Scottish Power chief announces £5.5bn renewables investment in Scotland by 2020


Ignacio Galan, Chairman and Chief Executive, Iberdrola
Ignacio Galan, Chairman and Chief Executive, Iberdrola

The chairman and chief executive of the company which owns Scottish Power has warned governments in Westminster and Holyrood that the renewables industry needs a stable policy platform if the industry – and the economy –  is to benefit from major hydro power  and other UK pipeline projects.

Speaking at Strathclyde university, Ignacio Galan outlined his strategy for further multi-billion pound investments in renewables in the UK – with a strong focus on Scotland.

Iberdrola is investing a total of €9.6 billion from 2014-16 across its global business, of which the largest proportion, 41% or €3.9 billion, is in the UK. Between 2012-14, Iberdrola invested around €4 billion in the UK.

Looking further ahead, Iberdrola intends to invest more than £10 billion from 2015-2020 in the UK – of which around 55% would be in Scotland -creating and supporting thousands of jobs, he said.

Delivering the James Blyth lecture – named after the Scots engineer who patented and last century built the world’s first working wind turbine at a mental asylum in Montrose – Galan he gave a detailed analysis of future prospects for renewables investment and the policy changes required to make this happen and facilitate cuts in greenhouse gas emissions.

But Galan warned of the importance of a solid and stable regulatory framework if renewables investment plans by Iberdrola, owners of Glasgow-based Scottish Power, and other energy companies are to become reality. He said:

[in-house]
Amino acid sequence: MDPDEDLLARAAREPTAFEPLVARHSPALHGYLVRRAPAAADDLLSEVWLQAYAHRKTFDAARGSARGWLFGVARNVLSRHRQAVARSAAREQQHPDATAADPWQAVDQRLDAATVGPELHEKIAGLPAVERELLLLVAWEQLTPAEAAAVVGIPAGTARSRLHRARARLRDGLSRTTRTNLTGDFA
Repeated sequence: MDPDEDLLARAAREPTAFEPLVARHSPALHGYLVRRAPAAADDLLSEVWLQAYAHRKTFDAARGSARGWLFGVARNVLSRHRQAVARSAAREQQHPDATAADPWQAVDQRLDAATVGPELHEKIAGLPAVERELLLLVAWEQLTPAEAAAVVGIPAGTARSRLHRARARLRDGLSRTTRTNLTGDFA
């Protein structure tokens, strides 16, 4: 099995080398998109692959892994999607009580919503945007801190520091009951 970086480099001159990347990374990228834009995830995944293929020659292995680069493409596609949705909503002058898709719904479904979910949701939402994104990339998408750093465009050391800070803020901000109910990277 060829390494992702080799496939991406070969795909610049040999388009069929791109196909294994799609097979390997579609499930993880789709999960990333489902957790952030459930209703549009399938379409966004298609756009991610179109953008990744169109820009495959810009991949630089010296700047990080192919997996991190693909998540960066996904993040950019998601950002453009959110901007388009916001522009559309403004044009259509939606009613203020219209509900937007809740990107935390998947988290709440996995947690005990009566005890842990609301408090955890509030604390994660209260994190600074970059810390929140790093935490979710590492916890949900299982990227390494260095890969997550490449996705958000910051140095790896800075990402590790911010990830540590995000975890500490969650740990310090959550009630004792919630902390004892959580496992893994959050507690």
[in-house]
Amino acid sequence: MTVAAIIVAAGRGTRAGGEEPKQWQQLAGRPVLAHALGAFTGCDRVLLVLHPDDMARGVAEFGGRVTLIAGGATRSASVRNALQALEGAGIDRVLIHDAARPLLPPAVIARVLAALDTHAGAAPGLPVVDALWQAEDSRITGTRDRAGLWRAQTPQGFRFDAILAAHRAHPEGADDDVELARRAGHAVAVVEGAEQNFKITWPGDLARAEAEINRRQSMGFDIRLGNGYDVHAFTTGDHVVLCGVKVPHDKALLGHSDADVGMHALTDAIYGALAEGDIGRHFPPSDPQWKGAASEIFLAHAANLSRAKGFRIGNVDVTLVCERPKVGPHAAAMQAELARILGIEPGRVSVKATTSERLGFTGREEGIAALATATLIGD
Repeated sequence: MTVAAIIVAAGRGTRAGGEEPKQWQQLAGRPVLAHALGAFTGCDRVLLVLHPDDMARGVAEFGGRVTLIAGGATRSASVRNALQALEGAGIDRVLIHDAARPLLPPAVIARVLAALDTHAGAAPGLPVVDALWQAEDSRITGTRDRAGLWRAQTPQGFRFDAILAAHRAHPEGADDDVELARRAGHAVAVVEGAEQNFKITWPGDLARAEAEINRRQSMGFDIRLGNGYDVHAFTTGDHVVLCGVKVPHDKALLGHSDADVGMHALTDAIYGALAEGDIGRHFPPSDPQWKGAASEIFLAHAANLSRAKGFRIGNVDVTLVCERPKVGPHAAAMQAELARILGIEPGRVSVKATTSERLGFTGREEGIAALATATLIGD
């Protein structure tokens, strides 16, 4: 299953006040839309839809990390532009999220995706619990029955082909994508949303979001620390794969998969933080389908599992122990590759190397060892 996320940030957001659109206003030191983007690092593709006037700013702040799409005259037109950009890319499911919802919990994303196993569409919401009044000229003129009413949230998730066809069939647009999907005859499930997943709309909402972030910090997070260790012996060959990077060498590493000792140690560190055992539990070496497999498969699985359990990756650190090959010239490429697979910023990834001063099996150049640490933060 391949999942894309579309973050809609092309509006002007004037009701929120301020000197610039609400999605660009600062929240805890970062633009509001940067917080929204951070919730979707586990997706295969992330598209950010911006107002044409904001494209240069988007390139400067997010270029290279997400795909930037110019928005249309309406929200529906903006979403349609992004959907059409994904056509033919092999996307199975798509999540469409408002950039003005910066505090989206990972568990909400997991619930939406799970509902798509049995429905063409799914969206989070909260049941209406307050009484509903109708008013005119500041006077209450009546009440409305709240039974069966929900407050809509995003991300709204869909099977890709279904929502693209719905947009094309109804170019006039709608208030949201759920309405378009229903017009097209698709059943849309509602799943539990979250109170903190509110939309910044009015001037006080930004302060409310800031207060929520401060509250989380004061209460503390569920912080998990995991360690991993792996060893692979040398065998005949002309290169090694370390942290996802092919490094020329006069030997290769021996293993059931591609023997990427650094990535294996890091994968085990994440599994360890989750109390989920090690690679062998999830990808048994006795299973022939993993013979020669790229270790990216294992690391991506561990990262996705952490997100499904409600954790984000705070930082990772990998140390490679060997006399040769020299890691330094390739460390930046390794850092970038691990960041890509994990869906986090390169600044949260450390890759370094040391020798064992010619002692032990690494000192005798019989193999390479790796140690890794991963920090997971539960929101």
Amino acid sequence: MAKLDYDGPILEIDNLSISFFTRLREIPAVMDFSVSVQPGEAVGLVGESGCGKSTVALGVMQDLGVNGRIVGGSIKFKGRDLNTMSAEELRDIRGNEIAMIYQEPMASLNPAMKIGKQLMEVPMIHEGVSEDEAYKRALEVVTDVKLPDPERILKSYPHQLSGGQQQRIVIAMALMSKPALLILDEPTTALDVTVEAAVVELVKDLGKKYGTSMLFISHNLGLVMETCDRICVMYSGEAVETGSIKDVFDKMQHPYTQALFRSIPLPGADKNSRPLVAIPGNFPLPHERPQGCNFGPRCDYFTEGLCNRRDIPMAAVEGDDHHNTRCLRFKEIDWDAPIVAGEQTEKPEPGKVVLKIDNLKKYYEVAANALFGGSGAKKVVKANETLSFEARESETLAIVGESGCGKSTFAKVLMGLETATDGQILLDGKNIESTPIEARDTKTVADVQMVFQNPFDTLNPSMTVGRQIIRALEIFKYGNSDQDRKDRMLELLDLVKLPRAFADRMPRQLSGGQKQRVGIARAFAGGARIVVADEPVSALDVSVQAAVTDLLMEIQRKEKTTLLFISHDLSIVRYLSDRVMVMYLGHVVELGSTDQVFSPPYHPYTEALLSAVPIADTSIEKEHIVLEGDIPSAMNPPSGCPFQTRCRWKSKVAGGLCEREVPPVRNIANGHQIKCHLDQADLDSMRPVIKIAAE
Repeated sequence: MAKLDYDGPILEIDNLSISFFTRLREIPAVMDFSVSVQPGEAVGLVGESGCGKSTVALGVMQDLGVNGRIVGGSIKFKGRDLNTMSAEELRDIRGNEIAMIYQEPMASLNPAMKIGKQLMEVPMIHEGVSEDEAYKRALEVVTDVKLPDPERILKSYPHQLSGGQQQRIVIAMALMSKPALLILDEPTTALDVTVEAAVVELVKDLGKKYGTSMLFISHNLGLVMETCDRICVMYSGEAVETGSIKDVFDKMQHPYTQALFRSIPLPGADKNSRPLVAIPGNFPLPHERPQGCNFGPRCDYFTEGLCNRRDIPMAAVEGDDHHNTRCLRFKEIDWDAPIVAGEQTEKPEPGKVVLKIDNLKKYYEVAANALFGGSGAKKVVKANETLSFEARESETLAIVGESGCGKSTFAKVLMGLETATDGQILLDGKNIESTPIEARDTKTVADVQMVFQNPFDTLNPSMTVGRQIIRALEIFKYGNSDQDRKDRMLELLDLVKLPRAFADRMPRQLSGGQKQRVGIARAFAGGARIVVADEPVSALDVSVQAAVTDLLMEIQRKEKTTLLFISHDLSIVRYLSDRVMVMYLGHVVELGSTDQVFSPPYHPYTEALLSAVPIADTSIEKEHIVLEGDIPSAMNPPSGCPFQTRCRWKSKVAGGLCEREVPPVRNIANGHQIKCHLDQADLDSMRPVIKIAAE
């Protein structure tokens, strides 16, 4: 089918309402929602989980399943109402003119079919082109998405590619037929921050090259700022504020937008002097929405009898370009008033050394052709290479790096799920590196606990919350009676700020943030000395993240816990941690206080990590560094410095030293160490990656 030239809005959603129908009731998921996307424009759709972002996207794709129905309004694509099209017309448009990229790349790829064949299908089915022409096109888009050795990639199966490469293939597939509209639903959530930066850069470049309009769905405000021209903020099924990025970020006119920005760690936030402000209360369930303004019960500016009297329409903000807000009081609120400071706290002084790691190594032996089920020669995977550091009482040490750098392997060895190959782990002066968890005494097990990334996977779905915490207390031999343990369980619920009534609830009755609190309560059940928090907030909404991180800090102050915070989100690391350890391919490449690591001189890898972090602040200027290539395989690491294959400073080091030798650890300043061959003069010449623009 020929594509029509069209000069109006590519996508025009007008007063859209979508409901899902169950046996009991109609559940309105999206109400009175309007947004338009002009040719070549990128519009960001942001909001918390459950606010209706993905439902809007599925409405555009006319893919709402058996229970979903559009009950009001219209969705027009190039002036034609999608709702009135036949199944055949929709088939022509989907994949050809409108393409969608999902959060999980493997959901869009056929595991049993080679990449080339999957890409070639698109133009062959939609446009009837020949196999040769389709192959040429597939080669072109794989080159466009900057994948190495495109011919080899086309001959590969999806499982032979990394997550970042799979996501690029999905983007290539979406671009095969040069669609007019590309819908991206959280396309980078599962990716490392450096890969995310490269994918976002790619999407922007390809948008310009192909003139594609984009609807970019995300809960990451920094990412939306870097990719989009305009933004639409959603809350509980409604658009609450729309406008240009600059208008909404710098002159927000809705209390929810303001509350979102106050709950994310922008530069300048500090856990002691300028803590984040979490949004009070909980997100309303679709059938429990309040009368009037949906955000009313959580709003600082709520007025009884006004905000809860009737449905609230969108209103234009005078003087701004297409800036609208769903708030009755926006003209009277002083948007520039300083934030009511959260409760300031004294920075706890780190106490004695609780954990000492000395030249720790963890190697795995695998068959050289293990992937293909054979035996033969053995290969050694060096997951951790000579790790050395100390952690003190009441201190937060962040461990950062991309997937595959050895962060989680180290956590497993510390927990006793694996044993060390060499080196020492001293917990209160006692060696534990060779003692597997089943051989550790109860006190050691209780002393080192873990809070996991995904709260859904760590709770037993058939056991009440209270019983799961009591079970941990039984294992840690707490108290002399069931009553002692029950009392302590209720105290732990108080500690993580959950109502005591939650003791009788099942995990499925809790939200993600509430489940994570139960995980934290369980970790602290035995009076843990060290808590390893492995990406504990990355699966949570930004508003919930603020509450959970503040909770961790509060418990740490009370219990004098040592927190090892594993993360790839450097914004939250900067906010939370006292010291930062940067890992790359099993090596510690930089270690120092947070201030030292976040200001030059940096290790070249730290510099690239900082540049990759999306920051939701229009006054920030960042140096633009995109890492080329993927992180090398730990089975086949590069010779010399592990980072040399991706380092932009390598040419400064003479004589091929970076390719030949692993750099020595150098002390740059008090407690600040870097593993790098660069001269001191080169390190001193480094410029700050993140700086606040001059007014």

“These projects could include new pumped storage capacity through a doubling in size of Scottish Power’s existing 440MW facility at Cruachan, as well as further large offshore wind capacity, together with onshore wind and conventional gas-fired generation.

“New pumped storage and gas-fired generation capacity are both essential to manage the stability of the power system in the UK, by matching supply with demand, given that output from renewables such as wind and solar is variable.

“It is important to have a regulatory framework that ensures the economic viability of these facilities. If this was the case in the UK we could develop our plan to increase the capacity of Scottish Power’s Cruachan pump storage plant – already the largest in Scotland.”

In a wide-ranging lecture, Galán also laid out a positive scenario for off-shore wind generation, based on the scope to reduce costs sharply and make it competitive with other generation technologies.

He acknowledged that currently investment costs for offshore wind are significantly higher than for onshore wind, but added: “I firmly believe that significant cost reductions will be achieved over the next five years.”

Galan said a key issue in optimising costs for offshore wind will be larger turbines, noting that 8 MW prototypes are currently under consideration, and that Iberdrola has major projects currently under development including Scottish Power’s planned East Anglia One scheme in the North Sea, which could total up to 1,200MW. He recalled that Scottish Power recently opened its first offshore wind farm in the UK, the 389 MW West of Duddon Sands installation near Barrow in Furness.

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